Created: October 21, 2015 / Updated: June 23, 2018 / Status: in progress / 5 min read (~921 words)
At one point in time, we expect AGI to be able to write programs. How we will get there, we do not know yet. However, since we are already able to write programs for ourselves and others, we might ask ourselves what are the steps we go through when we write a program. If the steps identified are easily automated, then it might provide us with a foundation for programs which can write programs.
- What are the steps one goes through when writing a program/algorithm to solve a specific problem?
- How are important entities identified?
When I want to write a program, may it be small or big, I generally approach it in a top-down fashion. This means I first go over the high level concepts that I will need to make my program work. Then I drill down into each concept and break it down until I get to the implementation details.
Here's a list of the many things that are considered while writing a program:
- Pre-requirements (what is needed in order to develop it)
- Relationships (what will depend on it and what it will depend on)
- Dependencies (what it needs to know about when running)
- Dependents (what will depend on it)
- Requirements (what does it need to do)
- Performance (what are its constraints)
- Time (how fast should it return a result)
- Space (how much space should it use to do its task)
Here's a few questions I will ask myself before writing any code:
- Is this functionality already available in the existing codebase?
- Is there a library that already does this (either in the project or available online)? Does it cover the required functionality partially or completely?
- Is there an implementation already available online? Can I produce a better implementation?
- Do I know how to implement this?
- What can I safely extrapolate this new feature will need to be able to do in the future? Can I account for any of it in my current design?
graph TD; 0[Is this functionality already available in the existing codebase?] 0 --Yes--> 100[Use it] 0 --No--> 1["Is there a library that already does this (either in the project or online)? partially or completely?"] 1 --Yes--> 101[Use it] 1 --No--> 2[Is there an implementation available online?] 2 --No--> 3[Do I know how to implement this?] 3 --No--> 4[Search how to implement it] 3 --Yes--> 5[Implement it] 2 --Yes--> 102[Can I produce a better implementation?] 102 --No--> 104[Use existing implementation] 102 --Yes--> 103[Implement it]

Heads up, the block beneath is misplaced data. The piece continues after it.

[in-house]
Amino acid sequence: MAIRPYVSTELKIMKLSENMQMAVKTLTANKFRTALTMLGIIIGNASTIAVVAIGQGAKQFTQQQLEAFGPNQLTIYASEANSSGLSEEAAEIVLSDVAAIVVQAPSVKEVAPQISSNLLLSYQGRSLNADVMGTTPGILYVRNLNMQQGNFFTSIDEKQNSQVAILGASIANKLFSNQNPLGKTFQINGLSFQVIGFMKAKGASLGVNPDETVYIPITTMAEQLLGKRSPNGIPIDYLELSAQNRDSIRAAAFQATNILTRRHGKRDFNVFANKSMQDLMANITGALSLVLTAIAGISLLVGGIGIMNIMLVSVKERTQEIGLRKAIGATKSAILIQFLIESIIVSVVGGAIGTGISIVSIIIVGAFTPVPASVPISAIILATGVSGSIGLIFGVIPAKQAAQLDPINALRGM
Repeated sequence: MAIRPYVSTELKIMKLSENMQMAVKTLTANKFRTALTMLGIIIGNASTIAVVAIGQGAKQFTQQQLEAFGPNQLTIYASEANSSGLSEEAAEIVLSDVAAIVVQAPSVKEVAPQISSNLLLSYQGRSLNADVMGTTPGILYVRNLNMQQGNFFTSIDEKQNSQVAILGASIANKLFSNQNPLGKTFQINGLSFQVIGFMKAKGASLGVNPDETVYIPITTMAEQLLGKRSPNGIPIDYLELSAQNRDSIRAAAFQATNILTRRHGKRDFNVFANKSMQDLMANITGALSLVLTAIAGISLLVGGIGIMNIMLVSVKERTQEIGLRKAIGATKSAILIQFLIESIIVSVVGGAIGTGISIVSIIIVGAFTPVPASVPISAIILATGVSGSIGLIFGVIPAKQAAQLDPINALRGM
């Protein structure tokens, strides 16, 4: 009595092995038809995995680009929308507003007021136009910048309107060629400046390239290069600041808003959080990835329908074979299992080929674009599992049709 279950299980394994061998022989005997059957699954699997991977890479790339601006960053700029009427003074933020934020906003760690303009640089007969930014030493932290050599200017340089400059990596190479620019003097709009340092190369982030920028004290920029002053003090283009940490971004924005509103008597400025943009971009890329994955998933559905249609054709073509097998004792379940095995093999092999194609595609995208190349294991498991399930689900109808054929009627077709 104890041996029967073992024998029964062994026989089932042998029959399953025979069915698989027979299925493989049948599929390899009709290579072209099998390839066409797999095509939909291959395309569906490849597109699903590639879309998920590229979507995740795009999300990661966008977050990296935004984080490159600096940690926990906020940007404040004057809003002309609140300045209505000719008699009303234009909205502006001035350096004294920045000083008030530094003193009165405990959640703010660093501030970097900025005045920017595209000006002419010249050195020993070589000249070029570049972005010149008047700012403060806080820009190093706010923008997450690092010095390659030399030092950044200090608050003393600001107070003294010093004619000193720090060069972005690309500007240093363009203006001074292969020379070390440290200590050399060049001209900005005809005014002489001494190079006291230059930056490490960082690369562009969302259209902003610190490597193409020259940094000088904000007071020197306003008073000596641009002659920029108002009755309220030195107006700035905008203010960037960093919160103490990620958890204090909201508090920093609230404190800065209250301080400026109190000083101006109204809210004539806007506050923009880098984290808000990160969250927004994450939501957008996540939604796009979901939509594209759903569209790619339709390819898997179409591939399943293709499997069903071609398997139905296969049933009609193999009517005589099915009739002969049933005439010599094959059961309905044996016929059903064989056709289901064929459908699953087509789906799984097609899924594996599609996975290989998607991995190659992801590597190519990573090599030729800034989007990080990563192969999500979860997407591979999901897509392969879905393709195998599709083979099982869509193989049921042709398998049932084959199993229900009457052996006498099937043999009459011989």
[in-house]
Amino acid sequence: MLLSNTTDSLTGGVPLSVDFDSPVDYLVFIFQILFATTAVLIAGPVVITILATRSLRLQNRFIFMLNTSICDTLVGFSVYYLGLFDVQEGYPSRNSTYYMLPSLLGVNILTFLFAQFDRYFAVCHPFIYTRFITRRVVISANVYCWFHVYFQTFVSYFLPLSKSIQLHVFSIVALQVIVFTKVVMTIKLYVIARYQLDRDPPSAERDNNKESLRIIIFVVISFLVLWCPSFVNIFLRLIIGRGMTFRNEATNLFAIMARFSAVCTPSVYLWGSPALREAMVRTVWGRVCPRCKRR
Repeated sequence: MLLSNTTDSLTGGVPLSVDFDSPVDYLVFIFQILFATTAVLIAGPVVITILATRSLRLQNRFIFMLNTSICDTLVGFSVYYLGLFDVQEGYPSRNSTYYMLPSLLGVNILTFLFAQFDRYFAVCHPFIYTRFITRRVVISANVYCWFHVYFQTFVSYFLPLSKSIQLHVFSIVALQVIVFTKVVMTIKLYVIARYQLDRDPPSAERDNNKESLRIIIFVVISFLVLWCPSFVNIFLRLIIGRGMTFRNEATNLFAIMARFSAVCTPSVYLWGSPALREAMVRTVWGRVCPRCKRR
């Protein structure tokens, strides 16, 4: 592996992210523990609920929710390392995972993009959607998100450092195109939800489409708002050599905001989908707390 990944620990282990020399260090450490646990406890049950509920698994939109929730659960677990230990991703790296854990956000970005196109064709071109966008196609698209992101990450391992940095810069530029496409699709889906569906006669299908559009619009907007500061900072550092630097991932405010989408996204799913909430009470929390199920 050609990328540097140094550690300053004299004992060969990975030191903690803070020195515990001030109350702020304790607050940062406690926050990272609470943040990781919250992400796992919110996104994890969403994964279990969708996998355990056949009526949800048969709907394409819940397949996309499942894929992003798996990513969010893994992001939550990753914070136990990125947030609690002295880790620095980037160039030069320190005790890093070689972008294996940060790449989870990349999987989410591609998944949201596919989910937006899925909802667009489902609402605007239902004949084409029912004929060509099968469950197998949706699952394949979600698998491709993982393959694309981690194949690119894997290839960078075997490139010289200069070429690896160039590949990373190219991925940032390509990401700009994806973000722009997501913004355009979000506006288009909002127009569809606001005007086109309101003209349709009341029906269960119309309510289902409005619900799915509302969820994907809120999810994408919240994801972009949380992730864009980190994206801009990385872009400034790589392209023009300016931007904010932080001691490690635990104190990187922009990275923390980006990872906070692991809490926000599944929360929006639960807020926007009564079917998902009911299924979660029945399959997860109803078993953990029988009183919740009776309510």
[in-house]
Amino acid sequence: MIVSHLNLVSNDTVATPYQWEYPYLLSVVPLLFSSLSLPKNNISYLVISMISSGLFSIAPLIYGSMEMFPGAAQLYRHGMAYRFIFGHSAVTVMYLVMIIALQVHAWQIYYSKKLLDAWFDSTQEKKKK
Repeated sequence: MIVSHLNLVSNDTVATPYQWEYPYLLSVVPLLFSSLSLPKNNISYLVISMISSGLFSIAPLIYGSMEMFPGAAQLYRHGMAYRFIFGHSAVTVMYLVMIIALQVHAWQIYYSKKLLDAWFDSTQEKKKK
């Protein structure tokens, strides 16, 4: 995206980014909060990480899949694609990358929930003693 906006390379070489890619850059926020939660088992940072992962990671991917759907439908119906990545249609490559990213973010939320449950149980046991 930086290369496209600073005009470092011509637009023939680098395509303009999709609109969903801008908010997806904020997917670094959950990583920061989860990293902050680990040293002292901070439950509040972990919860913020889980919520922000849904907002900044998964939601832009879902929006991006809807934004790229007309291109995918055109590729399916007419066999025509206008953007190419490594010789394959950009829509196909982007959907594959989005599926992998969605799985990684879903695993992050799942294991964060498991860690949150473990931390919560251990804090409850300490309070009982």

Most of the time a single straightforward solution will fit the bill for all the given requirements and implementation will be the next step. However, it happens from time to time that multiple solutions are valid and you will have to determine the pros/cons of each solution in order to make the best decision for the given situation. In any case, one will want to:
- Reduce risk
- Maximize flexibility
- Minimize coupling
- Plan for the solution to be potentially replaced by another one
Once a solution has been picked out, it's time to establish the construction order. Here, there are two approaches: top-down or bottom-up.
Top-down consists in preparing the high-level structures and slowly drilling down into the implementations details (similar to how I approached the program analysis). Generally, I'll outline the various things that will be done in pseudo-code or comments within the functions, then create the function call and the function definition. Repeat this until you reach the low-level implementation. At this point, I have not defined the parameters of any of the functions, simply the function call flow. Then it is time to think about what will go from one function call to another. Finally, when all of this is done, it is time to go into implementing the "empty" functions with actual low-level logic as all the high-level logic/communication has been established previously.
Bottom-up consists in writing down the low-level features that you will need. This can generally done if you already have a good idea of the different components you'll need to construct your overall program. I think of this approach as one you'd generally use if you know how to do certain things already but no library is available on hand.